How one mother's grief led to greening China's deserts

Holding back the desert
Holding back the desert

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Story highlights

  • Green Life is a project to reforest desert areas of China
  • Initiative came about through tragic death of founder's son
  • Non-profit has planed over 1 million trees over 11 years

(CNN)Each year Yi Jiefeng does what she can to stop China turning into a desert.

For the last 12 years the native of Shanghai has planted saplings in Inner Mongolia trying to reforest the region, but also to keep the memory of her dead son alive.
In 2000, Yi's only son was killed in a traffic accident in Japan.
    Yi almost succumbed to grief, but instead decided to devote her life to living out her son's dream of planting trees in the deserts of Inner Mongolia.
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    "He was fond of nature since he was a little boy," Yi said of her son, Yang Ruizhe.
    "He was concerned about natural things such as wind, rain, plants, and animals."
    Through the non-profit organization Green Life, the project has changed from being a tribute to her child to a campaign to raise awareness of the land degradation that is rapidly turning China's grasslands into barren plains.
    After the tragic accident Yi used the insurance money from Ruizhe's death -- 30 million Japanese yen -- to set up Green Life in 2003.
    It wasn't easy at first, said Yi, but in the past 11 years the group has planted more than one million trees.
    "In the beginning, I did this charity as a mother who wanted to realize her son's dream," said Yi.
    "But later I realized that China has a really serious desertification problem ... If the situation keeps getting worse, how can 1.3 billion Chinese people possibly survive? So we felt a sense of social responsibility. "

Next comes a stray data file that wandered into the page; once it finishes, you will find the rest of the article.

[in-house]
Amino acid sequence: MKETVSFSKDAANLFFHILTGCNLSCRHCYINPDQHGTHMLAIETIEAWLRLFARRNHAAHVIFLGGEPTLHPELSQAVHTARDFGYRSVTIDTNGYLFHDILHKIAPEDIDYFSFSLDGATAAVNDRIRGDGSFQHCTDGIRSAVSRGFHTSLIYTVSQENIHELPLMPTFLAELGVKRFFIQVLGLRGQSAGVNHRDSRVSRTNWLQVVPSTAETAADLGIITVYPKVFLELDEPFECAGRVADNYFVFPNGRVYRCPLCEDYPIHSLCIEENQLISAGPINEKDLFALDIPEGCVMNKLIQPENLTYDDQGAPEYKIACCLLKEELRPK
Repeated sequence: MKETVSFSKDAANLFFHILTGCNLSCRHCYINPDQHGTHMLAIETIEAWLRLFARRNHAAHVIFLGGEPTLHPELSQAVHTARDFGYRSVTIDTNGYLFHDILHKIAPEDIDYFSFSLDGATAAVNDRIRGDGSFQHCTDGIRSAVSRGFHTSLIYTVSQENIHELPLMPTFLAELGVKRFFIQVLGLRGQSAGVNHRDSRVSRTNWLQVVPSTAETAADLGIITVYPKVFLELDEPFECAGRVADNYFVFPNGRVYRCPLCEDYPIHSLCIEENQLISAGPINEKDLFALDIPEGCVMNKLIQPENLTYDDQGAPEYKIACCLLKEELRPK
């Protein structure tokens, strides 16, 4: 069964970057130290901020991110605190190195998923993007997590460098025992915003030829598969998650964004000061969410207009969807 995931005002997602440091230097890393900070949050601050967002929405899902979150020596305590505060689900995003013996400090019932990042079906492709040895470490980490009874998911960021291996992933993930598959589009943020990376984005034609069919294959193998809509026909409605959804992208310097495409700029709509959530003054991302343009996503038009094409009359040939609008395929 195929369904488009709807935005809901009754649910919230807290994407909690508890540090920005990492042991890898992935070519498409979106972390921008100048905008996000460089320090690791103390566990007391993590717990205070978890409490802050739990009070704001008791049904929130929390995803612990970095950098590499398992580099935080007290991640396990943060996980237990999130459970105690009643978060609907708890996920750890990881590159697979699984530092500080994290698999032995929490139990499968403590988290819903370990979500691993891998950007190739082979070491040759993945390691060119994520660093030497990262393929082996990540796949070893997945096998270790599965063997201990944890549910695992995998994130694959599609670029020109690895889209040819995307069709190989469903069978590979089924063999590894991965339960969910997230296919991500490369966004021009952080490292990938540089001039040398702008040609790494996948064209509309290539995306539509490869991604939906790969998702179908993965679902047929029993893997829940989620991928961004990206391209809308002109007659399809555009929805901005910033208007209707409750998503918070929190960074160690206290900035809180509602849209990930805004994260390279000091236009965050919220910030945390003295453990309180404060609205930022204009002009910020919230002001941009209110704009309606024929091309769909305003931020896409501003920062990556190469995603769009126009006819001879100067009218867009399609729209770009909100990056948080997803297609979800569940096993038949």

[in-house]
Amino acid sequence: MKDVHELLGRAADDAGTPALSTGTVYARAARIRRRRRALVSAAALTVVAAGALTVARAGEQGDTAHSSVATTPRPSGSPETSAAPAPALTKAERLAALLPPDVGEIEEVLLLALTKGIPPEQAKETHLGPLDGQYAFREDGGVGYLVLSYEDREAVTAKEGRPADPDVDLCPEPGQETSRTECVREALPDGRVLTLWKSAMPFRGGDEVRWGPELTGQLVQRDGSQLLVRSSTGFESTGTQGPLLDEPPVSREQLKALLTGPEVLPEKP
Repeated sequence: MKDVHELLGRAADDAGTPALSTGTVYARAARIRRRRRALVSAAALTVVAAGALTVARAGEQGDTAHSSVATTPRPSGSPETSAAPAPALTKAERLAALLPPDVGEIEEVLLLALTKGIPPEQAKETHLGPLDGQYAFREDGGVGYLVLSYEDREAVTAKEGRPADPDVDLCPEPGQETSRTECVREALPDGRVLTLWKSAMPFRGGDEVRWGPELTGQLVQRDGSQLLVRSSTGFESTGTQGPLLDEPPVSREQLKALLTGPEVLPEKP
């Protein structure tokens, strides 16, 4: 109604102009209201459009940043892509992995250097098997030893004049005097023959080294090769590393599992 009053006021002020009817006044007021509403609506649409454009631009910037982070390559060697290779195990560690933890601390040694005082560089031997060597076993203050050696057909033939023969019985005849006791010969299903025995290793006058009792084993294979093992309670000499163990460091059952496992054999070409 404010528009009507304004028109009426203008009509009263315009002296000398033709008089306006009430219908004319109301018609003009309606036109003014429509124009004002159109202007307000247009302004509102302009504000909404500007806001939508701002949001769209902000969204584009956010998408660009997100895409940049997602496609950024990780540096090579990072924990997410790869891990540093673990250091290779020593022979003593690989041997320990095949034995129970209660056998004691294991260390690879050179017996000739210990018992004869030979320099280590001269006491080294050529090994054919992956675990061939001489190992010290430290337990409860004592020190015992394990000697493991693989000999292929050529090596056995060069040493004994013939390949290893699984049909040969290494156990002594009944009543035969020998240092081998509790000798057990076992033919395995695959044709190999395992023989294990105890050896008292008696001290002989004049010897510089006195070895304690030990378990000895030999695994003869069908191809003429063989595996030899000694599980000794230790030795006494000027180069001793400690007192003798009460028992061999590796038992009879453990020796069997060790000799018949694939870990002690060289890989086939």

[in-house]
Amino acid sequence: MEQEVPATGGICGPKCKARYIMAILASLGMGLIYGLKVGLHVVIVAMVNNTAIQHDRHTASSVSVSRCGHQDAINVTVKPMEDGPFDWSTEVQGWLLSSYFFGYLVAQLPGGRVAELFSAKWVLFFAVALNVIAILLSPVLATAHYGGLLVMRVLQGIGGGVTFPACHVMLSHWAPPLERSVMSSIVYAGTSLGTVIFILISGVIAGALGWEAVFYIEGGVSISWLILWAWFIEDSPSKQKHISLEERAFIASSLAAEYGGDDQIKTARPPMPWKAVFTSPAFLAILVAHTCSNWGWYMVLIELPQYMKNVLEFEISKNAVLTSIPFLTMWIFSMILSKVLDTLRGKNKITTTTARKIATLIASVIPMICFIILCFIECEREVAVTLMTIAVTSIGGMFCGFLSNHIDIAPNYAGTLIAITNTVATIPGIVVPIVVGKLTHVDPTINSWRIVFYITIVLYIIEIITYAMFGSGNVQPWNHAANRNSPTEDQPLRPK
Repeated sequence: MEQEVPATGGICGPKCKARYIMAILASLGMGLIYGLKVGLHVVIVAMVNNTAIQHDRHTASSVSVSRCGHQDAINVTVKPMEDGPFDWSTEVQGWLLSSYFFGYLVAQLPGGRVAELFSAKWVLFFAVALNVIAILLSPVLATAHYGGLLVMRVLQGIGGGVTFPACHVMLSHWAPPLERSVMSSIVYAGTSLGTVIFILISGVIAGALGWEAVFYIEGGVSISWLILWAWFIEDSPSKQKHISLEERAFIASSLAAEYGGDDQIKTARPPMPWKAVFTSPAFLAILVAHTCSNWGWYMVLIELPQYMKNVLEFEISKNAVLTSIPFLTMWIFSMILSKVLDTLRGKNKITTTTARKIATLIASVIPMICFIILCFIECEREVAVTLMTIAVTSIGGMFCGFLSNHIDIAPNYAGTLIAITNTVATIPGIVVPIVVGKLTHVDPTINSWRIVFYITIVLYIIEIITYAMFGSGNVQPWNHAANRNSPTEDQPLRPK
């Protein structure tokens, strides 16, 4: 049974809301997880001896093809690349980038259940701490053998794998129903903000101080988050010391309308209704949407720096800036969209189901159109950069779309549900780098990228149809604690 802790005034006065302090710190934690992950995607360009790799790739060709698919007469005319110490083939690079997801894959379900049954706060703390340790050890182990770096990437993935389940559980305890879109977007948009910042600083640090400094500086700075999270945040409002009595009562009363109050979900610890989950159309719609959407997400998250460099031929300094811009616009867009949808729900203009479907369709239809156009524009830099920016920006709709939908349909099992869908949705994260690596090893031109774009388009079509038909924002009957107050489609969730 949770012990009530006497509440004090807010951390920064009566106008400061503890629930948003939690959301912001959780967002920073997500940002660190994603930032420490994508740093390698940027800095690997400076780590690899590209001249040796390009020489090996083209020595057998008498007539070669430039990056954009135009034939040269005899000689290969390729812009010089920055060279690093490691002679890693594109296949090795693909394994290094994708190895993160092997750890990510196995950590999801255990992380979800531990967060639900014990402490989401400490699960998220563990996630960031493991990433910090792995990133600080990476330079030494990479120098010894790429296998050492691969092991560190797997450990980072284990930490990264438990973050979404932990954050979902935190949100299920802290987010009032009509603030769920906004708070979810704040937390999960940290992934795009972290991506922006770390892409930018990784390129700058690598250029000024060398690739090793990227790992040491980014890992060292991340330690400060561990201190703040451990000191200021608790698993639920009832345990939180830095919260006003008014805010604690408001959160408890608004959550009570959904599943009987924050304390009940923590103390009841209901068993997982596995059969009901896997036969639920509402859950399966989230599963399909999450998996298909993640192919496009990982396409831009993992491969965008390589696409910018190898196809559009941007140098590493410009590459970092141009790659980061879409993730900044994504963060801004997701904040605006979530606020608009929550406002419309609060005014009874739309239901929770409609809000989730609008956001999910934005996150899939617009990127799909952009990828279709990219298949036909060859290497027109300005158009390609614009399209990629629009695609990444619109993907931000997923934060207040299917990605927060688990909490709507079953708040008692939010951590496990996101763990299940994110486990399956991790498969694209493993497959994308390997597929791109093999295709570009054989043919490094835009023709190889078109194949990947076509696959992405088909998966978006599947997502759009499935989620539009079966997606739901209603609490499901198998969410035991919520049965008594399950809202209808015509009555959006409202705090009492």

Almost a quarter of China, an enormous 2.6 million square kilometers across 18 provinces, is classified as desert. In the autonomous region of Inner Mongolia alone, sandy plains accounts for an area greater than the size of Germany.
    Overgrazing, population growth, logging and droughts are largely responsible, according to researchers.
    One of the biggest challenges for Yi has been fundraising. She and her husband have invested most of their life's savings in the project and sold two houses to keep the initiative going.
    "Because we have limited funds, we can only afford a small operation team while there is a lot to do," said Yi. "I'm 66 years old now. But I have only an average of three to four hours of sleep every day. Sometimes I don't even have this amount of sleep. It's all for saving money for the project."
    Yi and her husband began their endeavor with little knowledge of agriculture and their first planting season was not a success: rainfall that year was less than 200mm and the saplings were blown over by strong winds and the shifting sands.
    But after seeking help from local forestry specialists in the second year many saplings took root in the harsh landscape.
    "It seemed that my son's spirits bestowed good fortune on us -- it rained heavily when we finished," said Yi. "Ever since, we would go and plant trees every year, and it rained every time. This made the survival rate stay above 85% even till now."
    Since 2008, there has been an increase in volunteers and donors, which Yi says gives her and her husband strength and enables the project to keep running.
    Among them are a number of parents who lost their own children, including one mother who lost her college-aged daughter to cancer, and another mother whose son committed suicide.
    "It is easy to break a chopstick, but they become unbreakable when we put all of them together," said Yi.
    "Everyone on the planet has his or her own weaknesses, but with one complementing the other, we will eventually get a big force. Environmental problems especially need this kind of power from people with benevolence."